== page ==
Kreemer came to Wong’s classes as a dancer with Erick Hawkins and Nancy Meehan. “Mel would show a phrase not more than twice and you’d have to immediately repeat it on the second side. My friends who were trained in Hawkins would leave his class in tears.”
But most people felt challenged by his classes. Beth Soll, who taught at MIT for 20 years, said “I brought him to MIT and students adored him. He would demonstrate fantastically difficult combinations and the students just had to keet up.”
The freelance dance artist David Thomson studied with Wong at SUNY Purchase in the ’80s. In a recent phone conversation, he said, “Mel felt more approachable to me than other teachers, more easy-going and open about what dance was or could be. Being one of the few people of color on the faculty and working in a postmodern aesthetic was a rare gift to experience during my formative years there.” One of the things students were charmed by was that he always wore white sneakers to teach class. (“No one at Purchase ever saw Mel’s bare feet.”) But the main thing, as Thomson said, was that “Everyone, everyone, everyone loved him! He was a phenomenal teacher.” Naturally, the students were upset when Wong was denied tenure, and they mounted “a bit of a protest.”
Wong was invited to teach at the Hong Kong Academy of Performing Arts in ’87 and’88. Rosalind Newman said that people there, even now, in 2020, still talk about him. “He made a big impact. The physicality of his classes affected the way they think about dancing. You come in and whack it out. Just do it. In just doing it, you do things you never thought you could do.”
Wong also taught at Cornell, Trinity College in Connecticut, Arizona State University, the University of Colorado at Boulder, and independent classes in SoHo. His final teaching gig was at UC Santa Cruz, where he was full-time professor in the Theater Arts Department from 1989 till his passing.
Critical and Funding Response
Wong received a Guggenheim fellowship, six National Endowment for the Arts fellowships, a grant from the Foundation for Contemporary Performing Arts, and many commissions. But funding was not consistent. At least once, when applying for a special grant for artists of color, he was told that his work wasn’t “Chinese enough.”
Although he was sometimes reviewed favorably, many critics often expressed mild disdain when greeted with his work. Jack Anderson, writing for The New York Times in 1982, called his work Shuttle, in which dancers transported paper stars and moons, “mystifying at best, pretentious at worst.”
From Wong’s point of view, critics and funders did not make the effort to get past cultural barriers:
I remember a remark from a panelist who said I was “putting them on.” I was very upset and mad…I worked all year long, saved my money to produce my dance concerts, and would spend over $10,000 on a dance concert, which would be over in three or four nights . . . I was very bitter but I continued to make dances despite the criticism. I had support from the dance community, my concerts were always sold out, and besides, I loved to make dances.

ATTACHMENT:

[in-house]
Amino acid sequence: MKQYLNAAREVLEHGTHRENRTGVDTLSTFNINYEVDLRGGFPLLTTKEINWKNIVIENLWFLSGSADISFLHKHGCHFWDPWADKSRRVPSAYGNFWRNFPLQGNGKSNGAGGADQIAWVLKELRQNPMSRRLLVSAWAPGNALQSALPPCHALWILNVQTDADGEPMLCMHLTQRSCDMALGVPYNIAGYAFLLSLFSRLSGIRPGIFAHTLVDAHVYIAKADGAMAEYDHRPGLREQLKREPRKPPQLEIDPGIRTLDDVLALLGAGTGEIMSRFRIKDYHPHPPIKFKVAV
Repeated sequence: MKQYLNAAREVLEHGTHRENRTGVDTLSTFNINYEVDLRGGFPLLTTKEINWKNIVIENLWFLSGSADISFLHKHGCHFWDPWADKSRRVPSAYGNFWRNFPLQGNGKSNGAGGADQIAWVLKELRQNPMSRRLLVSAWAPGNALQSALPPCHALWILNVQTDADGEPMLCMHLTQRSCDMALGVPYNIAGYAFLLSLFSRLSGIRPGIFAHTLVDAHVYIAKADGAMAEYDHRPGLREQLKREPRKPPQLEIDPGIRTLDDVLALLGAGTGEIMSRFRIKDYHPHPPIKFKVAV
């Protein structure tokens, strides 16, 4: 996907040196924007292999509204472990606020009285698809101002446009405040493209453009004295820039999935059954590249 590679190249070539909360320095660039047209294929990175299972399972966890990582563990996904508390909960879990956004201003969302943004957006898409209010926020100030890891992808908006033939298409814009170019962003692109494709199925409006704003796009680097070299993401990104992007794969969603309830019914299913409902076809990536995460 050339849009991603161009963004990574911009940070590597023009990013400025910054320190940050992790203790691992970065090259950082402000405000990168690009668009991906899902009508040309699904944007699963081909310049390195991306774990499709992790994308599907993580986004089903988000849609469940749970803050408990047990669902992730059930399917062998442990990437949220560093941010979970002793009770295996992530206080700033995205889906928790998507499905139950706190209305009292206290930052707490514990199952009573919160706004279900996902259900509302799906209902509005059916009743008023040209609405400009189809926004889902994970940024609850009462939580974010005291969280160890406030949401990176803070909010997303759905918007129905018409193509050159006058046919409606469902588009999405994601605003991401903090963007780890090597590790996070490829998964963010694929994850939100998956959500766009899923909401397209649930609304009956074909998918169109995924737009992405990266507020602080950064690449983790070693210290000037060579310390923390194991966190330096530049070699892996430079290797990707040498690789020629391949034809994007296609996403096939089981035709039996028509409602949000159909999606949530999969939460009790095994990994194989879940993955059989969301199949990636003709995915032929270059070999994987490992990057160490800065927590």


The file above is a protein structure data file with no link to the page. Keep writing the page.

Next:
Another factor that could have chilled the critics’ reception is that, for many years, Wong did not edit his dances. Even Kreemer says many of his pieces were too long and she tried to convince him to tighten them.
Nevertheless, the performers were often praised. About Renée Wadleigh in Four or Five Hours with Her, Cornell critic Barbara Jasperon wrote, “It was impossible to dismiss Renée Wadleigh’s presence, her control, exhaustive, and desperately beautiful dancing or the intentionally emotional evocations of the piece as a whole.”
Wong as a Visual Artist
Wong was also a painter, and he infused his dances with his artistic sensibility. Drawing was an artistic compass for him. “He might have an idea about something,” Kreemer recalled, “and he would just start drawing or painting and let it flow out of him.” Sometimes he showed his art work in the lobby of the theater because he felt they related to, or came from the same impulse as, his choreography. Sometimes he would create sets for his work, like a small mountain. Other times, even without sets or props, his spatial sensibility was keenly felt. As Dunning wrote in 1985, “Mr. Wong has a clear and vital sense of spatial arrangement, and he clustered bodies arrestingly at times.”
Wong was fascinated by light. Kreemer describes a section of Buddha Meets Einstein at the Great Wall (1985), where Mel was wearing all white. “He would enter the stage from the diagonal, carrying a cardboard box, and leave and return many times. Toward the end, he knelt down and opened the box and there was light emanating from the box. Then he started his solo.” That solo, judging from this clip, was ghostly and prayerful.
Mel Wong was the first Chinese American to win a Guggenheim fellowship in dance and the first Chinese American to perform with Merce Cunningham. He was among the first Asian students at SAB. But no one was keeping track back then. According to Kreemer, “Mel had a lot to say about racism, and his Growing Up Asian American in the 50s series was a way of releasing anger and letting people know, in his own humorous, educational way, how racism had wounded him as a child and how he continued to feel its effects.”